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365 Challenge > Day 184 - Ruby GABA Black Tea

This is the first GABA tea I am writing about. I heard of GABA oolongs, and I am sure they will feature as part of this challenge at some stage, but this one is a black tea oxidised with nitrogen instead of oxygen.

GABA (or Gabaron) tea has been invented by Japanese scientists (Tsushida et al.) in 1987. GABA tea is named after the high content of γ-aminobutyric acid (Gamma-Amino Butyric Acid). Since the invention, different processes were developed to increase the GABA content in tea, and their health benefits have been researched widely.

According to this book (Tea and Tea Products, Chemistry and Health-Promoting Properties), several studies reported that GABA improves hypertension, depression, sleeplessness, alcoholism, release of growth hormones, diabetes, and nervous regression. GABA is also known for its health benefits related to antioxidation, anticancer, and blood lipid-lowering effects. It sounds quite like a miracle tea. I recommended the book mentioned above if you would like to find out more about its benefits.

This tea was made from Hong Yu (No.18) cultivar. Hong Yu means Ruby or Red Jade. I have reviewed another ruby black tea from Taiwan before, and it was a competition-grade from Yuchi. As for comparing this one with the Yuchi ruby, I have to say I could not get the richness I expected. Some sweetness and minerality and that were about it. I wonder if it is due to the GABA method whereby the oxygen is removed from the oxidation tanks and replaced by nitrogen. As a result of this, oxidation takes place very slowly and causes the sweet flavours to linger in the mouth. However, I could not get that with this GABA. I’d still drink it as it is good enough not to mention its multiple health benefits. Such a gem!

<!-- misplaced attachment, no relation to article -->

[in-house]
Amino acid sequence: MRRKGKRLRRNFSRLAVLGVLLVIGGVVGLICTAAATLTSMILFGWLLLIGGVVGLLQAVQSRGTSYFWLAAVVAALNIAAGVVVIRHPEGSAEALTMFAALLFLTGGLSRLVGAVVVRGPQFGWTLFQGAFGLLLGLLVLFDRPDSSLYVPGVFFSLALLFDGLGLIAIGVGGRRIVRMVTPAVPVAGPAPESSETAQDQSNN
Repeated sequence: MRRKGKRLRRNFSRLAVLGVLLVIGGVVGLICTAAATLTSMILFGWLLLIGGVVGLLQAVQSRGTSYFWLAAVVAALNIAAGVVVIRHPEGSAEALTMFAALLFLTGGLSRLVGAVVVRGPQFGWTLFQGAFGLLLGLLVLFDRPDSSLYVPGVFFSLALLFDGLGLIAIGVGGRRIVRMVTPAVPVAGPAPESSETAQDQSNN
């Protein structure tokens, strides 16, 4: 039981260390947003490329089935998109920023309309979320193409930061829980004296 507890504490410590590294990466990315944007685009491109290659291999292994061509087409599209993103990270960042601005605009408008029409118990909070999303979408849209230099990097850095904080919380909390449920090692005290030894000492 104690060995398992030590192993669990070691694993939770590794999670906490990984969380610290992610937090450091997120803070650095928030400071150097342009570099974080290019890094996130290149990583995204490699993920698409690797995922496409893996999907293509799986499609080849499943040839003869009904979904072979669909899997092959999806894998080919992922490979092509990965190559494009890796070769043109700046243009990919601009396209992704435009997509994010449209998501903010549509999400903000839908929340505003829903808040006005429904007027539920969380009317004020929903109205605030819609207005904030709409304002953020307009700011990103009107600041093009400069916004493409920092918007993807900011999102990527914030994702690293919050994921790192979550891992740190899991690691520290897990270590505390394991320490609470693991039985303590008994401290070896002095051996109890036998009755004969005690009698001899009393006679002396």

Tea Profile:

Type: Black

Origin: Nantou, Yuchi, Taiwan

Harvest time: 2020

Leave colour: Classic rolled oolong shape with shades of brown and green

Liquor colour: Dark amber

Tea aroma: Floral

Tea taste: Floral and mineral

Steeping/brewing: Steep around 5 gr of leaves in a gaiwan or tea pot up to 20 sec. in gongfu style or 1 min in Western style respectively. To each infusion add additional time. Experiment for a result that suits your taste.

Shelf life: Up to 3 years (or perhaps more)

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